Bonner v. City of Prichard, Alabama, 661 F.2d 1206 (1981). We note that the Supreme Court of Georgia has recently taken the same approach. Ford Motor Credit Company v. Mells, 249 Ga. 106, 290 S.E.2d 271 (1982)
Subsection (c) provides, inter alia :
Additional information. At the creditor's ... option, additional information or explanations may be supplied with any disclosure required by this part, but none shall be stated ... so as to mislead or confuse the customer ....
The dissenting opinion speculates that, if appellant prevails, FMCC "would have to change its procedure and defaults by buyers would no longer be encouraged," but this simply overlooks the requirements of Georgia law, note 1, supra, and the competitive market in the credit industry
Appellant's argument that FMCC "failed to disclose the credit extender clearly" was rejected below and has not been renewed on appeal
The opinion, as revised since the dissent was first drafted, at page 5 suggests that the Supreme Court did not disturb the rule in McDaniel v. Fulton National Bank, 571 F.2d 948 (5th Cir. 1978). While this is true, the issue involved there is not what this case is about. The Supreme Court in Milhollin, supra, said the following in note 6, 444 U.S. at 559, 100 S. Ct. at 794:
The Court of Appeals for the Fifth Circuit has also adopted the position that separate disclosure is not required when the creditor is obliged to treat acceleration and voluntary prepayment alike for rebate purposes; that court has emphasized that the critical factor is the creditor's legal obligation to rebate, rather than its unbidden rebate policy. McDaniel v. Fulton Nat. Bank, 571 F.2d 948 (en banc), clarified, 576 F.2d 1156 (1978) (en banc).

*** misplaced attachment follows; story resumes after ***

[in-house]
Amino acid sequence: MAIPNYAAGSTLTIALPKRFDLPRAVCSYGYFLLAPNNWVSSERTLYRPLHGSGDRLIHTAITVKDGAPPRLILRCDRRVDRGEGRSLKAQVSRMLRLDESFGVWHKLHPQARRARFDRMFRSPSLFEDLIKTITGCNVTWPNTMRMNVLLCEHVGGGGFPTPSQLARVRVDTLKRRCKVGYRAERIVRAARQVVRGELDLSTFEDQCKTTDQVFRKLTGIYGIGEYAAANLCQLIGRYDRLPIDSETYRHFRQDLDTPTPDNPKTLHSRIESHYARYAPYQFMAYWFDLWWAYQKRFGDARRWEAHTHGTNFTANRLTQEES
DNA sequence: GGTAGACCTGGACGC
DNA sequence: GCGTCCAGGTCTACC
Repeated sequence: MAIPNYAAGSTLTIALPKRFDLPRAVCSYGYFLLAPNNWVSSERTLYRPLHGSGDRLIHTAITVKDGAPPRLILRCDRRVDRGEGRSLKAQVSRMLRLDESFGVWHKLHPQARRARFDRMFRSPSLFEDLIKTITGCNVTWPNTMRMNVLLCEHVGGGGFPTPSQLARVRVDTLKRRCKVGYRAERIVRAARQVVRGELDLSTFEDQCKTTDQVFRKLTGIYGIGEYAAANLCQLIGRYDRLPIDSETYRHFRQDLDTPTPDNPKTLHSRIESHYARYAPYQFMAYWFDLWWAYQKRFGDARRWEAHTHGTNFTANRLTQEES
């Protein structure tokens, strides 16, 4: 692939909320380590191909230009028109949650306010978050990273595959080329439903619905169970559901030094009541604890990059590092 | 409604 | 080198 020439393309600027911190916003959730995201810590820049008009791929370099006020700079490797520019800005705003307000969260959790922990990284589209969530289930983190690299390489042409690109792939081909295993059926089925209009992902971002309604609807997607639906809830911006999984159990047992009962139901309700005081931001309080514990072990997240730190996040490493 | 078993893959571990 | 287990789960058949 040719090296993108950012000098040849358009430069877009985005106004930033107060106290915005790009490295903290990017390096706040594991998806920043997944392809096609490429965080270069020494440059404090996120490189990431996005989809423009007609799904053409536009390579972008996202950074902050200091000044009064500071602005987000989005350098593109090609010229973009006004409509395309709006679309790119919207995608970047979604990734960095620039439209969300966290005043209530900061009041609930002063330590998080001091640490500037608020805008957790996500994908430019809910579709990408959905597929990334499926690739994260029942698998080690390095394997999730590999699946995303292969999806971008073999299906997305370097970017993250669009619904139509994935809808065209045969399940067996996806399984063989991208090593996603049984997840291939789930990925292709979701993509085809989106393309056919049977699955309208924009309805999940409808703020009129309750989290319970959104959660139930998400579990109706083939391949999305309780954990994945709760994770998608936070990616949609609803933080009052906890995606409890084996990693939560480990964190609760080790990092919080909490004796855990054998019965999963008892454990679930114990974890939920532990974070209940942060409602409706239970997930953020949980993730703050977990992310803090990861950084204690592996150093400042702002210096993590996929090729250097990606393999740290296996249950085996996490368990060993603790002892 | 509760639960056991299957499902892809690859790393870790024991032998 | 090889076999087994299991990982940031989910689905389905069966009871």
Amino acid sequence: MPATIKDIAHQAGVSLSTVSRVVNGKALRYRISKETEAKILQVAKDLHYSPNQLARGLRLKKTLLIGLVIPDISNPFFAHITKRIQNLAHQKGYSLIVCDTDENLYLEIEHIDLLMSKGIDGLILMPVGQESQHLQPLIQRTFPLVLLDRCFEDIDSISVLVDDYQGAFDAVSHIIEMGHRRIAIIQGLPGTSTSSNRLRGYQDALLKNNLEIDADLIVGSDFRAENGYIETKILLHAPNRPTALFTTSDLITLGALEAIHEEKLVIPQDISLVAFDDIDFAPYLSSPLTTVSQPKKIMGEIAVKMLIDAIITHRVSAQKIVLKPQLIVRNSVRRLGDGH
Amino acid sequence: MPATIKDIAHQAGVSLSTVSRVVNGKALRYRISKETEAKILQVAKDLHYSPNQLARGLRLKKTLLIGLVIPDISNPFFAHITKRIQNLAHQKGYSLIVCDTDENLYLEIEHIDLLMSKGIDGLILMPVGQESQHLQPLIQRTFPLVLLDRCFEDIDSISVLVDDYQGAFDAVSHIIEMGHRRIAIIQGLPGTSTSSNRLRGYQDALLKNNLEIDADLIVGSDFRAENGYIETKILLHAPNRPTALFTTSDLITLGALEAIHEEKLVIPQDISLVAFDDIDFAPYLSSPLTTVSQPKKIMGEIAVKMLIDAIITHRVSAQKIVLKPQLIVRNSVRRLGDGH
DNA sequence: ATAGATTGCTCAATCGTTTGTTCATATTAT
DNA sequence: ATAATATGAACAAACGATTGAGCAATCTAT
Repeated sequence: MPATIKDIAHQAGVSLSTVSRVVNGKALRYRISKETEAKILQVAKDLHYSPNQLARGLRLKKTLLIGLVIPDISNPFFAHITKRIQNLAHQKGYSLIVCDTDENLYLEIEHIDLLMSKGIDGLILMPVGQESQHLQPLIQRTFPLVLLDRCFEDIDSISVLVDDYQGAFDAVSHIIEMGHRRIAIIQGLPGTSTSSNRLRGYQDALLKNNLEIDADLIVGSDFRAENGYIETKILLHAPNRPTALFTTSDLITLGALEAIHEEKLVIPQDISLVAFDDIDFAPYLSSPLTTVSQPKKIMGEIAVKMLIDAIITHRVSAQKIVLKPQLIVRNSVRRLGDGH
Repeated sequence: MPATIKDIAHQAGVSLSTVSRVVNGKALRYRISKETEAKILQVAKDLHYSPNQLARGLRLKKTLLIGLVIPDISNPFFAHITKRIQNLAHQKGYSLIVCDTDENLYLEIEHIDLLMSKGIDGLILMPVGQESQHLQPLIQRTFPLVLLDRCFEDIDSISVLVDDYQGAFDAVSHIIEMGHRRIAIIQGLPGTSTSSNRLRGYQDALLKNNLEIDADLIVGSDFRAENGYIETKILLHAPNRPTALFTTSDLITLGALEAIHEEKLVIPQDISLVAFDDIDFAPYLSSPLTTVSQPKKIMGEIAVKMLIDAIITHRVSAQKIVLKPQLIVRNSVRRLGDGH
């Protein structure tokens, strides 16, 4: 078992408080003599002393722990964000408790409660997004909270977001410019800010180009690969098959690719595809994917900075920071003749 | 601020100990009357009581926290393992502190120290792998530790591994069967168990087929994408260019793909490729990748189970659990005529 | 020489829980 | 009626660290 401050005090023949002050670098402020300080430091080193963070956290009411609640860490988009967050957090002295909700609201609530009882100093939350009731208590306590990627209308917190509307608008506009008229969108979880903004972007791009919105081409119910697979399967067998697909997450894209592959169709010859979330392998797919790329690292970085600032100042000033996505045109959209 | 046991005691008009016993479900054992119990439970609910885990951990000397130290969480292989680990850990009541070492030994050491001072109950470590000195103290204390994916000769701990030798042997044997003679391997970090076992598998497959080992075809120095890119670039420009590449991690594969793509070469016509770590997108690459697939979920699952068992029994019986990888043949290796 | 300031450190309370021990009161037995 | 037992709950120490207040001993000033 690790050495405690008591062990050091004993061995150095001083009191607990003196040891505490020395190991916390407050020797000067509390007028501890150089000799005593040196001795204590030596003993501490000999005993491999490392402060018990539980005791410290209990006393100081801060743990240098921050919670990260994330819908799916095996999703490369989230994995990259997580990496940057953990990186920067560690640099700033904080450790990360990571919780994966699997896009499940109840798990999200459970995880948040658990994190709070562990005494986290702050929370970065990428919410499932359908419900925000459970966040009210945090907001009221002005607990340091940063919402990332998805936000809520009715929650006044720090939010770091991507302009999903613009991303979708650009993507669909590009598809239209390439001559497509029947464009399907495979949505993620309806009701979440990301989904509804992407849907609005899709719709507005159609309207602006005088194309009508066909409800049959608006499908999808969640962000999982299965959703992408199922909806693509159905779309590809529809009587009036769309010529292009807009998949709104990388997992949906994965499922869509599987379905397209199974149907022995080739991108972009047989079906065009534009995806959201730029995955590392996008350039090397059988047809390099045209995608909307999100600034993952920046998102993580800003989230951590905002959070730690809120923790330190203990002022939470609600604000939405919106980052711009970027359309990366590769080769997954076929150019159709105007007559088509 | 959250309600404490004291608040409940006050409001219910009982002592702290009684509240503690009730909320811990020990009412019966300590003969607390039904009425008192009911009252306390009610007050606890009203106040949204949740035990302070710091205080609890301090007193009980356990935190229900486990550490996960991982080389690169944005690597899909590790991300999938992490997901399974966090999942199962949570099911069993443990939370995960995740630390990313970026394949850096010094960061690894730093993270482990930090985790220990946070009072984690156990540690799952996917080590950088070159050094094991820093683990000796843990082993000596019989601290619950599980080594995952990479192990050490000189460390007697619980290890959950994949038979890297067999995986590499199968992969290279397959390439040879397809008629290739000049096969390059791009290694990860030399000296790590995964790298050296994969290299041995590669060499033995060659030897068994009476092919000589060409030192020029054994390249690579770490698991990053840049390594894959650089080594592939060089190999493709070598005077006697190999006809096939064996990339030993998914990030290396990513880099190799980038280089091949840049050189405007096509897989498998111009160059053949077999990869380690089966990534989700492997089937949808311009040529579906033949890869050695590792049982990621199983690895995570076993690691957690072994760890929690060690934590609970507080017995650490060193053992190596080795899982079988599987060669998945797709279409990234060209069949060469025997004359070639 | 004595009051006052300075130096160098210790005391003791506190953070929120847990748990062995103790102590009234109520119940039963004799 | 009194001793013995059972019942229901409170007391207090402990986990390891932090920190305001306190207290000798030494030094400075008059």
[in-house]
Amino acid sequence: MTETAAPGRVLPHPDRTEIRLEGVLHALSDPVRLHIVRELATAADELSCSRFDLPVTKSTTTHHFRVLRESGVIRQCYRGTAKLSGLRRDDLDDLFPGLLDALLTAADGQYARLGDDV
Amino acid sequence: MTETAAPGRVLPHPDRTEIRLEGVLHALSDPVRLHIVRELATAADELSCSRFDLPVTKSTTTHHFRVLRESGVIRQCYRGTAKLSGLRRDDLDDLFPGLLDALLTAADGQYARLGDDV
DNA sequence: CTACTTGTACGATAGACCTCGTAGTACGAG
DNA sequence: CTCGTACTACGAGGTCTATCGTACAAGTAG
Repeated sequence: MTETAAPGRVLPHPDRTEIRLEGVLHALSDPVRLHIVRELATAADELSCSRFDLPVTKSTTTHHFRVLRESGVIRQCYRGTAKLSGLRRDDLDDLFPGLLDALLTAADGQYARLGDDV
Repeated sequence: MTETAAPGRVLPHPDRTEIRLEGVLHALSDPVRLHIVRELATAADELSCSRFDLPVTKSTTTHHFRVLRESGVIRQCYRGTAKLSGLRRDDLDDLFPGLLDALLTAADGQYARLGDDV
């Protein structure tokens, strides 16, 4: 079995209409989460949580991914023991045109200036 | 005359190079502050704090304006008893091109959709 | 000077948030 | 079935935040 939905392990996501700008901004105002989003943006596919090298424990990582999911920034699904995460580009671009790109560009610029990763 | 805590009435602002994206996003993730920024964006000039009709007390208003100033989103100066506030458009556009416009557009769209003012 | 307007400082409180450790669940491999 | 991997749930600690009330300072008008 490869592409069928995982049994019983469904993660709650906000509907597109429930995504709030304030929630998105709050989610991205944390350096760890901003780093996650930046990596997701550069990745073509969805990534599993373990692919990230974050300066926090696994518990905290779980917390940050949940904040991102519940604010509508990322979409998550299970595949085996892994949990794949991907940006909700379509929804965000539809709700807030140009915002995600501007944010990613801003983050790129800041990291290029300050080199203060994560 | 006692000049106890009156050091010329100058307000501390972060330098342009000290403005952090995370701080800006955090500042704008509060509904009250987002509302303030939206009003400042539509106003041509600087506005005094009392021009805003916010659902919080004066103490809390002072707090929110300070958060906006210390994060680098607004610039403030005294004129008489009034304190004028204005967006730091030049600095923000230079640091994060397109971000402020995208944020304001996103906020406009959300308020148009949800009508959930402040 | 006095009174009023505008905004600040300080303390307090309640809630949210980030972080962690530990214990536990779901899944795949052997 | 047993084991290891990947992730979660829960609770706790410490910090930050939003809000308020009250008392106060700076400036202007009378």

This note is from Part II of the Supreme Court opinion. In this part, that Court reversed the Ninth Circuit and held that "so long as the creditor's rebate practice under acceleration is identical to its policy with respect to voluntary prepayments, separate disclosure of the acceleration policy does not seem obligatory under a literal reading of the regulation." 444 U.S. at 562, 100 S. Ct. at 795. Thus, everyone is in agreement that when the rebate rate or charge is the same for voluntary and involuntary prepayments, disclosure of the one rate is sufficient.
The fact that "disclosure" was the issue in McDaniel instead of the issue being the different treatment as between prepayment and acceleration as contended by the majority is illustrated by the opening sentence in the en banc opinion in that case:
We here reconsider en banc the rule of Martin v. Commercial Securities Co., 539 F.2d 521 (5th Cir. 1976), that neither an acceleration clause nor the lender's rebate policy with respect to acceleration clauses must be disclosed under the Truth-in-Lending Act (the Act).
McDaniel, supra, at 949 (footnote omitted).
The facts in the case sub judice show that a borrower received one rebate when acceleration occurred from default and a lesser amount when voluntarily prepaying the loan. The issue here then is controlled by Part III of Milhollin, not Part II.